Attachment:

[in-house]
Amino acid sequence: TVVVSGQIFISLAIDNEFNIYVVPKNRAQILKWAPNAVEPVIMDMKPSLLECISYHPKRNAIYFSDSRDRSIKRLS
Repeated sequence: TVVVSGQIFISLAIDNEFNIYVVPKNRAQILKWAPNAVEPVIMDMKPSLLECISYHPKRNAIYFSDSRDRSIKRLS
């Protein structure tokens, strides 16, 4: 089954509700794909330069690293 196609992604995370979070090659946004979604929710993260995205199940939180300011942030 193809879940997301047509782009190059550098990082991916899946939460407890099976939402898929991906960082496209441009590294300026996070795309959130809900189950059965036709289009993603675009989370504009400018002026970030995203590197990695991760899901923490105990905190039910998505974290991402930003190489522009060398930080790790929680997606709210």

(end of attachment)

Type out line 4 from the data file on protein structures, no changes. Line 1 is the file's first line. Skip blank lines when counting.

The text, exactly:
């Protein structure tokens, strides 16, 4: 089954509700794909330069690293 196609992604995370979070090659946004979604929710993260995205199940939180300011942030 193809879940997301047509782009190059550098990082991916899946939460407890099976939402898929991906960082496209441009590294300026996070795309959130809900189950059965036709289009993603675009989370504009400018002026970030995203590197990695991760899901923490105990905190039910998505974290991402930003190489522009060398930080790790929680997606709210």